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For foreign-born NHL players, Thanksgiving can be a little awkward

In the multicultural NHL, traditional American holidays such as Thanksgiving are sometimes a little awkward for international players. (John McDonnell/The Washington Post)

Washington Capitals forward Andre Burakovsky sat in his dressing room stall and turned to his left, giving a sheepish grin to forward Tom Wilson. It was Wednesday morning at the Capitals’ practice facility, and the Swede had been talking about his still-to-be-decided Thanksgiving Day plans when he thought it was best to casually drop a hint in Wilson’s direction.

“When I live in America I guess I have to follow the traditions and the holidays, so I haven’t really planned anything yet,” Burakovsky said. “We will see. We will see if I get an invite from Wilson.”

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Wilson, who is Canadian, didn’t seem to pay any attention.

“I like the holiday,” Burakovsky continued, before Wilson immediately interjected: “Of course you do. You can eat lots of food!”

Thanksgiving for non-Americans in the NHL, such as Burakovsky and Wilson, is mostly an excuse to eat good food, relax and adopt a holiday as their own while playing hockey in the United States. But it also signifies how multicultural hockey is, with the Capitals alone having eight separate countries represented on their roster. While Thanksgiving is seen as a standard holiday for most Americans, for players born outside the U.S. it can get a bit awkward trying to plan for the day.

“It’s hard to get into the actual history of it, especially from people who aren’t from America,” Capitals forward and Minnesota native Travis Boyd said. “They don’t really understand it, but I basically just tell them it’s a day where you eat a bunch of food and hang out with your family. Like that is pretty much the gist of it. Sit around, do nothing, watch TV and eat a bunch of good food. That’s it.”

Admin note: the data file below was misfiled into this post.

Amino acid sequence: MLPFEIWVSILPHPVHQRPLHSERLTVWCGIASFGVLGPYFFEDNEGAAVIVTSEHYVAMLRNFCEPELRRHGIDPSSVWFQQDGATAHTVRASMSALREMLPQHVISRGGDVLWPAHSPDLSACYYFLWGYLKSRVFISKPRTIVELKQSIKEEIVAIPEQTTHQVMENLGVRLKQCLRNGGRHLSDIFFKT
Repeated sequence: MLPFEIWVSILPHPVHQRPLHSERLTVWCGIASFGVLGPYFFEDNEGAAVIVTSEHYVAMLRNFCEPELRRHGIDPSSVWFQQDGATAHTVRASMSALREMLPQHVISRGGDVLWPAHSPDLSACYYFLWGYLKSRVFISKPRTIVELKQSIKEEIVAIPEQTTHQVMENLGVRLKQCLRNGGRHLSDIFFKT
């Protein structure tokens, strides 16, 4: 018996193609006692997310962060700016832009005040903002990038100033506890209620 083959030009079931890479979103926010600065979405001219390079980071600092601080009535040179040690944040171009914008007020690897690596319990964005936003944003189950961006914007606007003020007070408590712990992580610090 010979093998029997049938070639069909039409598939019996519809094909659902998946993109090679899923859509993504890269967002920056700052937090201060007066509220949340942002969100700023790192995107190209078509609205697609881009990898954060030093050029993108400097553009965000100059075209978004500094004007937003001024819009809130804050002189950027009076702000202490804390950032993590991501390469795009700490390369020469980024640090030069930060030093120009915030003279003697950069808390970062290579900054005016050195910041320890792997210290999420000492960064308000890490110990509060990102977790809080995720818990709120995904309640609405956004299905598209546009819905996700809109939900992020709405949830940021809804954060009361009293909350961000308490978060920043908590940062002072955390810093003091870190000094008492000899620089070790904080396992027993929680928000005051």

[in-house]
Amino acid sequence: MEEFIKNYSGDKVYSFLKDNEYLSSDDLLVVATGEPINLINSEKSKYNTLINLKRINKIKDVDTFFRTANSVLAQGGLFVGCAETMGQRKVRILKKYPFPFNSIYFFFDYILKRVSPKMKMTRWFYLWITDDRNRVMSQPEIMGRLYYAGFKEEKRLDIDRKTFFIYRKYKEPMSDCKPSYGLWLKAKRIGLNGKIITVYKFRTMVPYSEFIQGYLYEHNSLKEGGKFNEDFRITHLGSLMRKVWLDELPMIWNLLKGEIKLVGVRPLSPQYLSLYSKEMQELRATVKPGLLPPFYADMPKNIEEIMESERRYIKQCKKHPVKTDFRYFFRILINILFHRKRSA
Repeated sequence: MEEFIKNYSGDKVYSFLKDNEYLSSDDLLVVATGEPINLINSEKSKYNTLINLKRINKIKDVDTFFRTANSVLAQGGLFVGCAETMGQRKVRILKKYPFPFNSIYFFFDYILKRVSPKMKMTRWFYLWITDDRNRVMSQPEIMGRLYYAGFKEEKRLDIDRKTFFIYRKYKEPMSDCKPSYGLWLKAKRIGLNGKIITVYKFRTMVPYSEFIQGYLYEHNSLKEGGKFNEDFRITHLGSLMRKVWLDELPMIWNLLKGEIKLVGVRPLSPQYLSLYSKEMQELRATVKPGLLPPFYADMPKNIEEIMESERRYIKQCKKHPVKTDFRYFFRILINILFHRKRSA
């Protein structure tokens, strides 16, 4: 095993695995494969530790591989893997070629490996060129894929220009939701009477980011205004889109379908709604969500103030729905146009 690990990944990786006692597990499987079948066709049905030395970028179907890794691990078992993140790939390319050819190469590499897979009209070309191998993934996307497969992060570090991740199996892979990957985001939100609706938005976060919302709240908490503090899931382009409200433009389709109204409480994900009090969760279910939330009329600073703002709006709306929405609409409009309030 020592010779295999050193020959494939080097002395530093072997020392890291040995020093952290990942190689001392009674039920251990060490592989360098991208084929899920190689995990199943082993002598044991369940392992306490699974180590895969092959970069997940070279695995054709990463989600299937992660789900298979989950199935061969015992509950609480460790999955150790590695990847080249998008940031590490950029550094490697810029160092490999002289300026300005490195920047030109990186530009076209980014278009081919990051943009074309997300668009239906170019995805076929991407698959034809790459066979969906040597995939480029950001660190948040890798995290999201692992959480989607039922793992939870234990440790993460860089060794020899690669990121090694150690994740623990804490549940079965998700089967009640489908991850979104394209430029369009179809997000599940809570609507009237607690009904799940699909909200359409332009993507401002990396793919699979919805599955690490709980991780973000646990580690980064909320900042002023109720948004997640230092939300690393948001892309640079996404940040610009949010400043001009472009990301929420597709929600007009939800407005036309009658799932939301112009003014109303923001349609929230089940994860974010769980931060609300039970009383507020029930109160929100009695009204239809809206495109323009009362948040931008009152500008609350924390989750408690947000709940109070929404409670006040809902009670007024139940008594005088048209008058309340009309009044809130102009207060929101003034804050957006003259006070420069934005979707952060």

Canadians have their own Thanksgiving holiday in October, so to partake in a second one a month later isn’t always an extravagant occasion. But some players still like to take full advantage of the opportunity. Canadian forward Brett Connolly still didn’t know his Thanksgiving plans the day before the holiday.

“It’s a fun day,” said Wilson, who planned on spending the holiday with friends and teammates. “I’ll still celebrate it. It’s even better. I get two Thanksgivings! I didn’t get a chance to celebrate the Canadian one, so hopefully there is some turkey in the future [Thursday].”

For some NHL teams, the holiday is used as just another bonding experience, with organizations having one big dinner together or multiple smaller celebrations at players’ homes. For the Capitals this year, Thanksgiving falls a day before a back-to-back, not giving the players much time to enjoy the festivities. Boyd said most of the time, especially for a team with a lot of players with families and young kids such as the Capitals, Thanksgiving is a time best spent in small groups.

“We’ll eat,” said Connolly, who already had a large Canadian Thanksgiving feast courtesy of his mother-in-law in October. “It won’t be too crazy.”

For Burakovsky, his first Thanksgiving celebration was with the host family he was staying with at the time, and he immediately took away one essential thought: "It can be a little unhealthy if you treat yourself, but, yeah, I like the holiday.” He said he doesn’t have a favorite Thanksgiving food. “I just eat anything.”

Forward Jakub Vrana, who is Czech, will be enjoying his first Thanksgiving with his father, who is in town ahead of the Capitals' annual dads’ trip. Vrana said the festivities will mostly just include him and his dad, with the chance that other players, such as forward Dmitrij Jaskin and defenseman Jonas Siegenthaler, will stop by.

Vrana said his Thanksgiving plans also include cooking his first turkey.

“Yeah, I think it’s pretty simple, no?” the 22-year-old said. “You just put it in the oven, and it takes a couple hours.”

While Vrana enjoys the American holiday, he was still learning the exact terms for all the Thanksgiving essentials: “I think we want to make mashed potatoes and some what is it called? Like a raspberry sauce?”


“Ah, yes, cranberry sauce," Vrana said. "I mean, I have never celebrated. I normally get Uber Eats or something. I don’t have my family here or anything. I am not going to cook cold turkey by myself and just enjoy Thanksgiving by myself, so I’ll try for the first time. I saw pictures last year of the families, and it was really nice and had lots of food and looks like a good national day for it. People like it a lot here, right?”

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